It will appear to many as if we are keeping them out—because that is exactly what we are doing. And for those who are particularly entrenched in isolation, more active measures may be sought to ensure this purpose is met. If we feel someone is trying to get too close, we may speak harshly to them in order to make them back off. We may even limit our interactions with someone about whom we care very deeply, simply because we fear that they will leave us if they find out more about who we truly are on the inside.
Not only that, but we will often limit our interactions with others in general. When invited out, we may decline the invitation solely to ensure more alone time. We will avoid particularly public places such as theme parks or malls when we can, fearing any location in which there are too many eyes on us. Of course, there are some who truly are aloof and simply feel that they are above these things. But for those of us who resort to isolation out of fear, the damage can be immense.
The Road to Relapse
The primary damage with which we must concern ourselves when it comes to isolation is that it may eventually lead to relapse. Many of our isolating tendencies require us to behave in a manner that recalls our behavior while in active addiction. As a result, we will fail to see the benefits of recovery. We will feel that, since our sobriety date, very little in our life has changed. This is true in many ways, but the problem is one of our own making. It simply takes a bit of mindfulness in order to see it.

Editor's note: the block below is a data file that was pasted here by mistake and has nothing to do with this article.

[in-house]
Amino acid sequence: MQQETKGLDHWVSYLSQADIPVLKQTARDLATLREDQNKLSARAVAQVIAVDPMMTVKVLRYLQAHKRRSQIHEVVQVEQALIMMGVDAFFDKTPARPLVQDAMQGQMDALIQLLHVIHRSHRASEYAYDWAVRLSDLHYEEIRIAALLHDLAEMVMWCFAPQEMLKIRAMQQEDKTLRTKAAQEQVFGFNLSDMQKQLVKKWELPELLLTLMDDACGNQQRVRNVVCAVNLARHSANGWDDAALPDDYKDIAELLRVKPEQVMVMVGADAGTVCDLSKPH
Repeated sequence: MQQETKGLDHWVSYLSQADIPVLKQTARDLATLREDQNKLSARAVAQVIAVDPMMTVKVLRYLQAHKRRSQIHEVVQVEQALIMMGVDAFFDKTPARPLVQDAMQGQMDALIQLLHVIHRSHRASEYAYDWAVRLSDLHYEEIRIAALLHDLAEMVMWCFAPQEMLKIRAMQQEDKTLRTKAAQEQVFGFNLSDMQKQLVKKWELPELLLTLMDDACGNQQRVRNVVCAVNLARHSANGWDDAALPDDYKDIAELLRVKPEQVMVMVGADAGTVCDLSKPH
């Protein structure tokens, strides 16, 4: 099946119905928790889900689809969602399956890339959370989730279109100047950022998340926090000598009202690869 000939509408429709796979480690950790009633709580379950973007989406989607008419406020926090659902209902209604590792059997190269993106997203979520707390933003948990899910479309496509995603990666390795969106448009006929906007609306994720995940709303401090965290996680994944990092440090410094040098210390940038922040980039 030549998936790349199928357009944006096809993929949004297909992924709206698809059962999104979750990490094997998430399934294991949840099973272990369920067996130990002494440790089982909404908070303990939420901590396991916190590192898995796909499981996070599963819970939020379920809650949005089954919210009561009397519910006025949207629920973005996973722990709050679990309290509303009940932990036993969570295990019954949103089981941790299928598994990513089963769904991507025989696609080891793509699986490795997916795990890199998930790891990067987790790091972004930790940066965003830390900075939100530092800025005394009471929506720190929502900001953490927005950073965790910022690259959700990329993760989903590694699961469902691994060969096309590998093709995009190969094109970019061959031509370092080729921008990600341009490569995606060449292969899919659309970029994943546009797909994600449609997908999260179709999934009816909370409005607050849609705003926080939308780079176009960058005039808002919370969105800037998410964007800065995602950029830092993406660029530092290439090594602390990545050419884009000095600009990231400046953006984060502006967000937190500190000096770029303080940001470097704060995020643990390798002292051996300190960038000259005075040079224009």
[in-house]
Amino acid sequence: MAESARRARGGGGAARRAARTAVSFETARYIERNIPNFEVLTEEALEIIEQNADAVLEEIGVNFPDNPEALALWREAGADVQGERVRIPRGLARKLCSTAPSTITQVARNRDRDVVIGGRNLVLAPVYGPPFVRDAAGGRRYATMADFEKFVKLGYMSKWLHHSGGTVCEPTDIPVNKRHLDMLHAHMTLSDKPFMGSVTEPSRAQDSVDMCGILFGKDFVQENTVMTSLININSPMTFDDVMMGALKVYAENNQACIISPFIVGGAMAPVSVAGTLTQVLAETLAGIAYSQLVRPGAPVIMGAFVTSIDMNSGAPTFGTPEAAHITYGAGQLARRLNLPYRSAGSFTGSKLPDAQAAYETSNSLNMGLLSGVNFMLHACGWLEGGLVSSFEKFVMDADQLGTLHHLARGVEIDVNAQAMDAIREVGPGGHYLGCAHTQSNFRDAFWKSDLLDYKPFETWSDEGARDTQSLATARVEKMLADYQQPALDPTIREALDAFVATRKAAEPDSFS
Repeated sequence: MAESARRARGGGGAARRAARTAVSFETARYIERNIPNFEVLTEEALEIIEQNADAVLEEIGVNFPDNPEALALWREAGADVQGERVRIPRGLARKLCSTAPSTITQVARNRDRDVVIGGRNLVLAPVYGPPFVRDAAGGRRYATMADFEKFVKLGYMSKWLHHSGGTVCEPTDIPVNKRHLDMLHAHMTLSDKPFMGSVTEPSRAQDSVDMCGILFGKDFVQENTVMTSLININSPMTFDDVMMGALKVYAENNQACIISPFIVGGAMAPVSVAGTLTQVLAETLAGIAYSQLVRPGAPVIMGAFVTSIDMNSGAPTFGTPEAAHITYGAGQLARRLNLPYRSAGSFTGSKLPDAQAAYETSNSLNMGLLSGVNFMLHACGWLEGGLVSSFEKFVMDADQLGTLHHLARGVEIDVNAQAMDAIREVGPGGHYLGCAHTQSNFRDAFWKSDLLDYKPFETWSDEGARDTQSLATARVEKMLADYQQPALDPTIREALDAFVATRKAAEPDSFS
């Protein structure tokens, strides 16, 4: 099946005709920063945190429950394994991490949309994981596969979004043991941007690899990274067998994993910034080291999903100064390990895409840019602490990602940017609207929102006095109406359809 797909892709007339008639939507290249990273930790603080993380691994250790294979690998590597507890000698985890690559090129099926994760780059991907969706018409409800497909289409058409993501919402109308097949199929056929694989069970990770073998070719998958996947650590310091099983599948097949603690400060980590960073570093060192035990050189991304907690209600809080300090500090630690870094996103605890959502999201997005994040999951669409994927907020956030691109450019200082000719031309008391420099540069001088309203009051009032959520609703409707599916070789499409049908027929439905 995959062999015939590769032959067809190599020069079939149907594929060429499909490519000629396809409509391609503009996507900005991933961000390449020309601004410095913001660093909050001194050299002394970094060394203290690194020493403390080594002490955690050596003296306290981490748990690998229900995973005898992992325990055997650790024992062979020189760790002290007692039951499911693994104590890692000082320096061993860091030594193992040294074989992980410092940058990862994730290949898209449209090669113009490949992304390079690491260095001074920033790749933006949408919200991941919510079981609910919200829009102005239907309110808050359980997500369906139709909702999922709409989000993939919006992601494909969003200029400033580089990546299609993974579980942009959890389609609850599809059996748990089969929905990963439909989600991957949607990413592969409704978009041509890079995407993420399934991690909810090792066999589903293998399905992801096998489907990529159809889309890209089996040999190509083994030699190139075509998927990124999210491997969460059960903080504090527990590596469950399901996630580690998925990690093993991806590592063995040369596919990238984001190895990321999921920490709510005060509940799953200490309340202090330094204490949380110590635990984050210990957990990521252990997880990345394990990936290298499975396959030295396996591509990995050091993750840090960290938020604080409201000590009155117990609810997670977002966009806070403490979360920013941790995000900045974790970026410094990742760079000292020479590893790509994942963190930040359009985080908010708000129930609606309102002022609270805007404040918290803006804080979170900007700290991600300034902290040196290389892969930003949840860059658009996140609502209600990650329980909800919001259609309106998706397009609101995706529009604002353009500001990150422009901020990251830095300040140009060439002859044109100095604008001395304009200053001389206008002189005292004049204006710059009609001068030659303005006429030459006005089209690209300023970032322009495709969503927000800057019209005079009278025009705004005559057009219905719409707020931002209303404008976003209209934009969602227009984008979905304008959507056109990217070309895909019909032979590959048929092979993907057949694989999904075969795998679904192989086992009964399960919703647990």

When we hide our inner selves, we will often feel unfulfilled. We feel that we lack recognition, that people do not appreciate who we are. This is something of a self-fulfilling prophecy, since through our isolation we have denied them access to our internal being. The reason we feel lonely in a crowded room is because we have not allowed ourselves to become a part of it. Gripped with intense feelings of loneliness and depression, we may soon turn to drugs and alcohol to relieve us of our thoughts.
Naturally, this problem is only worsened when we have taken active measures to push others away. This may sound like an odd example, but an article by Margaret Lyons of Vulture points out that this sort of thing occurs on the Netflix animated series BoJack Horseman all the time. The titular character will lash out in anger at someone who is only trying to do right by him. He will say harsh things, and then his eyes will widen with the realization of what he has done. But he will not withdraw his comments. He will simply drink away his anger and depression, as his resentments for those he has wronged continue to fester.